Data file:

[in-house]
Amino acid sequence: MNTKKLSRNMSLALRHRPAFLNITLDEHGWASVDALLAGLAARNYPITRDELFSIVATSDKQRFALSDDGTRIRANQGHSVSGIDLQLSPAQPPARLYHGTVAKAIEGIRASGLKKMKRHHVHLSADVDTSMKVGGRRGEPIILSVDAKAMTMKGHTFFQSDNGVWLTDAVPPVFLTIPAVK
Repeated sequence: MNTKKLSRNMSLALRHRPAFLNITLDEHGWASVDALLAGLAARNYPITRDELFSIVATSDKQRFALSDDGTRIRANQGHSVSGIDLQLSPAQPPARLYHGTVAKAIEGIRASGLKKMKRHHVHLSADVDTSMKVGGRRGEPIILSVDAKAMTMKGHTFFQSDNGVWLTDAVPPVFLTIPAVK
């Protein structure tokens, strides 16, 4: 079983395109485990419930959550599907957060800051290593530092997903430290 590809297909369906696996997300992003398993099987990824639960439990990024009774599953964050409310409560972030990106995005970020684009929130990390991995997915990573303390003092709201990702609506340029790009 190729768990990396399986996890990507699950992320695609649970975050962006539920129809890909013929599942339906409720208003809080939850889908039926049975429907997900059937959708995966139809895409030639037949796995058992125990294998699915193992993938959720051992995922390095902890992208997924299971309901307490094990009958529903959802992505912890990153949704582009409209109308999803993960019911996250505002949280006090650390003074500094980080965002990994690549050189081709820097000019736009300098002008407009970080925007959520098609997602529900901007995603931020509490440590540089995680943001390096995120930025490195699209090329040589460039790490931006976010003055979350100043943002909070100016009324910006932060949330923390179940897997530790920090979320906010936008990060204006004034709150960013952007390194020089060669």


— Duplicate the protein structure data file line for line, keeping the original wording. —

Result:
[in-house]
Amino acid sequence: MNTKKLSRNMSLALRHRPAFLNITLDEHGWASVDALLAGLAARNYPITRDELFSIVATSDKQRFALSDDGTRIRANQGHSVSGIDLQLSPAQPPARLYHGTVAKAIEGIRASGLKKMKRHHVHLSADVDTSMKVGGRRGEPIILSVDAKAMTMKGHTFFQSDNGVWLTDAVPPVFLTIPAVK
Repeated sequence: MNTKKLSRNMSLALRHRPAFLNITLDEHGWASVDALLAGLAARNYPITRDELFSIVATSDKQRFALSDDGTRIRANQGHSVSGIDLQLSPAQPPARLYHGTVAKAIEGIRASGLKKMKRHHVHLSADVDTSMKVGGRRGEPIILSVDAKAMTMKGHTFFQSDNGVWLTDAVPPVFLTIPAVK
């Protein structure tokens, strides 16, 4: 079983395109485990419930959550599907957060800051290593530092997903430290 590809297909369906696996997300992003398993099987990824639960439990990024009774599953964050409310409560972030990106995005970020684009929130990390991995997915990573303390003092709201990702609506340029790009 190729768990990396399986996890990507699950992320695609649970975050962006539920129809890909013929599942339906409720208003809080939850889908039926049975429907997900059937959708995966139809895409030639037949796995058992125990294998699915193992993938959720051992995922390095902890992208997924299971309901307490094990009958529903959802992505912890990153949704582009409209109308999803993960019911996250505002949280006090650390003074500094980080965002990994690549050189081709820097000019736009300098002008407009970080925007959520098609997602529900901007995603931020509490440590540089995680943001390096995120930025490195699209090329040589460039790490931006976010003055979350100043943002909070100016009324910006932060949330923390179940897997530790920090979320906010936008990060204006004034709150960013952007390194020089060669």